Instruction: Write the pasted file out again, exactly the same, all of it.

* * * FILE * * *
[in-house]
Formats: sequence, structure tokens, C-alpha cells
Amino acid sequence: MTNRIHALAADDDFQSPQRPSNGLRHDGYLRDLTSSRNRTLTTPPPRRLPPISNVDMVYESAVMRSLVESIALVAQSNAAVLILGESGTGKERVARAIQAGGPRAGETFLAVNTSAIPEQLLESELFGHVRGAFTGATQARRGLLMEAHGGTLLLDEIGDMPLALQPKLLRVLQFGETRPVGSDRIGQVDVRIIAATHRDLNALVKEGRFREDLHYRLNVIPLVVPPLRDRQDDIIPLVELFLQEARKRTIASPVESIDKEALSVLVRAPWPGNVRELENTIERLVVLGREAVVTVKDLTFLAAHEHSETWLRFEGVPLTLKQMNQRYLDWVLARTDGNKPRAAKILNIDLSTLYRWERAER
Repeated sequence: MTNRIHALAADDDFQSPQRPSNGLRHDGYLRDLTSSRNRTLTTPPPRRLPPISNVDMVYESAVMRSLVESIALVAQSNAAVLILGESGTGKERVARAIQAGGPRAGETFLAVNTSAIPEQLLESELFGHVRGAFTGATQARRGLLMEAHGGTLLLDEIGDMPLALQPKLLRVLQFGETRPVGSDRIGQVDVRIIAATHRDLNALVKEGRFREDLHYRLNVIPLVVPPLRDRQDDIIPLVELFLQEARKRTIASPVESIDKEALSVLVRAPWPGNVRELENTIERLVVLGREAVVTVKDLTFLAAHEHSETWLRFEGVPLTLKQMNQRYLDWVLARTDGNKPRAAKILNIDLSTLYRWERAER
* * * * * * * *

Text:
[in-house]
Formats: sequence, structure tokens, C-alpha cells
Amino acid sequence: MTNRIHALAADDDFQSPQRPSNGLRHDGYLRDLTSSRNRTLTTPPPRRLPPISNVDMVYESAVMRSLVESIALVAQSNAAVLILGESGTGKERVARAIQAGGPRAGETFLAVNTSAIPEQLLESELFGHVRGAFTGATQARRGLLMEAHGGTLLLDEIGDMPLALQPKLLRVLQFGETRPVGSDRIGQVDVRIIAATHRDLNALVKEGRFREDLHYRLNVIPLVVPPLRDRQDDIIPLVELFLQEARKRTIASPVESIDKEALSVLVRAPWPGNVRELENTIERLVVLGREAVVTVKDLTFLAAHEHSETWLRFEGVPLTLKQMNQRYLDWVLARTDGNKPRAAKILNIDLSTLYRWERAER
Repeated sequence: MTNRIHALAADDDFQSPQRPSNGLRHDGYLRDLTSSRNRTLTTPPPRRLPPISNVDMVYESAVMRSLVESIALVAQSNAAVLILGESGTGKERVARAIQAGGPRAGETFLAVNTSAIPEQLLESELFGHVRGAFTGATQARRGLLMEAHGGTLLLDEIGDMPLALQPKLLRVLQFGETRPVGSDRIGQVDVRIIAATHRDLNALVKEGRFREDLHYRLNVIPLVVPPLRDRQDDIIPLVELFLQEARKRTIASPVESIDKEALSVLVRAPWPGNVRELENTIERLVVLGREAVVTVKDLTFLAAHEHSETWLRFEGVPLTLKQMNQRYLDWVLARTDGNKPRAAKILNIDLSTLYRWERAER